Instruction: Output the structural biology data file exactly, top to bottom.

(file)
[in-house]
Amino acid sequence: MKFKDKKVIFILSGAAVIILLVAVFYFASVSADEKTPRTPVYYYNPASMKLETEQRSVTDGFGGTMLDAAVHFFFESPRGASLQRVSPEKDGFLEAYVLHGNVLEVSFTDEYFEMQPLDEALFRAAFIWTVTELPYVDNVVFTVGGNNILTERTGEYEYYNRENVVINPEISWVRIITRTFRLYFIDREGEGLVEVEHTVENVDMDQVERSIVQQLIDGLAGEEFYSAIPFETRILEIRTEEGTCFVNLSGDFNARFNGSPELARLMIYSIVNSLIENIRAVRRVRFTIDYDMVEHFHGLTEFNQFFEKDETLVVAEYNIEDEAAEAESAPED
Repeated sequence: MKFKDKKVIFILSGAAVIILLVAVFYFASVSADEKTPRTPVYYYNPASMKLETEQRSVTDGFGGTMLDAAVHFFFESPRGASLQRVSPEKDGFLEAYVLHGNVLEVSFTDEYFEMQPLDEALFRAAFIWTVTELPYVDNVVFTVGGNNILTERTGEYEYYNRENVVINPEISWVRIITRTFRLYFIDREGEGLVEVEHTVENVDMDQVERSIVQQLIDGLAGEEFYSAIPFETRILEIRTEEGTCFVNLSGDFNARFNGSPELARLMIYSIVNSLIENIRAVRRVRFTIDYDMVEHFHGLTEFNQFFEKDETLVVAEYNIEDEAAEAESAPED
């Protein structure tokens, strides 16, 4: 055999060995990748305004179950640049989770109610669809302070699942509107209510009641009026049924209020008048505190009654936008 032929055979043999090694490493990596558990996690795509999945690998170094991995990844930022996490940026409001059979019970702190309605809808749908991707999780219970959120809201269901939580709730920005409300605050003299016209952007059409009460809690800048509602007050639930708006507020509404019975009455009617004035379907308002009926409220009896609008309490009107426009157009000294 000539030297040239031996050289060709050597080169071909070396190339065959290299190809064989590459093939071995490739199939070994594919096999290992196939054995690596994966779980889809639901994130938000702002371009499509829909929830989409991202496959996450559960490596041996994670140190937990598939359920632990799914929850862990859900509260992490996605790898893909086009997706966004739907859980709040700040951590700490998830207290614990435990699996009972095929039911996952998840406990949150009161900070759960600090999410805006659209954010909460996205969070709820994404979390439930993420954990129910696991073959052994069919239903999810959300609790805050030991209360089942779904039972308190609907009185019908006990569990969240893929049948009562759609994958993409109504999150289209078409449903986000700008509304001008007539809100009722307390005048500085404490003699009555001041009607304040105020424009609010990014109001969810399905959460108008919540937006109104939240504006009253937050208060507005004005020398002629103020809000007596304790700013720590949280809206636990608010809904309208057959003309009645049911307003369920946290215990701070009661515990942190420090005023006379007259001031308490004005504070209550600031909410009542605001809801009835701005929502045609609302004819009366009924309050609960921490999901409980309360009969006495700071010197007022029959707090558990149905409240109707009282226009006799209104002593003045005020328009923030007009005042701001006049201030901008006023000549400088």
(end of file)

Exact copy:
[in-house]
Amino acid sequence: MKFKDKKVIFILSGAAVIILLVAVFYFASVSADEKTPRTPVYYYNPASMKLETEQRSVTDGFGGTMLDAAVHFFFESPRGASLQRVSPEKDGFLEAYVLHGNVLEVSFTDEYFEMQPLDEALFRAAFIWTVTELPYVDNVVFTVGGNNILTERTGEYEYYNRENVVINPEISWVRIITRTFRLYFIDREGEGLVEVEHTVENVDMDQVERSIVQQLIDGLAGEEFYSAIPFETRILEIRTEEGTCFVNLSGDFNARFNGSPELARLMIYSIVNSLIENIRAVRRVRFTIDYDMVEHFHGLTEFNQFFEKDETLVVAEYNIEDEAAEAESAPED
Repeated sequence: MKFKDKKVIFILSGAAVIILLVAVFYFASVSADEKTPRTPVYYYNPASMKLETEQRSVTDGFGGTMLDAAVHFFFESPRGASLQRVSPEKDGFLEAYVLHGNVLEVSFTDEYFEMQPLDEALFRAAFIWTVTELPYVDNVVFTVGGNNILTERTGEYEYYNRENVVINPEISWVRIITRTFRLYFIDREGEGLVEVEHTVENVDMDQVERSIVQQLIDGLAGEEFYSAIPFETRILEIRTEEGTCFVNLSGDFNARFNGSPELARLMIYSIVNSLIENIRAVRRVRFTIDYDMVEHFHGLTEFNQFFEKDETLVVAEYNIEDEAAEAESAPED
């Protein structure tokens, strides 16, 4: 055999060995990748305004179950640049989770109610669809302070699942509107209510009641009026049924209020008048505190009654936008 032929055979043999090694490493990596558990996690795509999945690998170094991995990844930022996490940026409001059979019970702190309605809808749908991707999780219970959120809201269901939580709730920005409300605050003299016209952007059409009460809690800048509602007050639930708006507020509404019975009455009617004035379907308002009926409220009896609008309490009107426009157009000294 000539030297040239031996050289060709050597080169071909070396190339065959290299190809064989590459093939071995490739199939070994594919096999290992196939054995690596994966779980889809639901994130938000702002371009499509829909929830989409991202496959996450559960490596041996994670140190937990598939359920632990799914929850862990859900509260992490996605790898893909086009997706966004739907859980709040700040951590700490998830207290614990435990699996009972095929039911996952998840406990949150009161900070759960600090999410805006659209954010909460996205969070709820994404979390439930993420954990129910696991073959052994069919239903999810959300609790805050030991209360089942779904039972308190609907009185019908006990569990969240893929049948009562759609994958993409109504999150289209078409449903986000700008509304001008007539809100009722307390005048500085404490003699009555001041009607304040105020424009609010990014109001969810399905959460108008919540937006109104939240504006009253937050208060507005004005020398002629103020809000007596304790700013720590949280809206636990608010809904309208057959003309009645049911307003369920946290215990701070009661515990942190420090005023006379007259001031308490004005504070209550600031909410009542605001809801009835701005929502045609609302004819009366009924309050609960921490999901409980309360009969006495700071010197007022029959707090558990149905409240109707009282226009006799209104002593003045005020328009923030007009005042701001006049201030901008006023000549400088």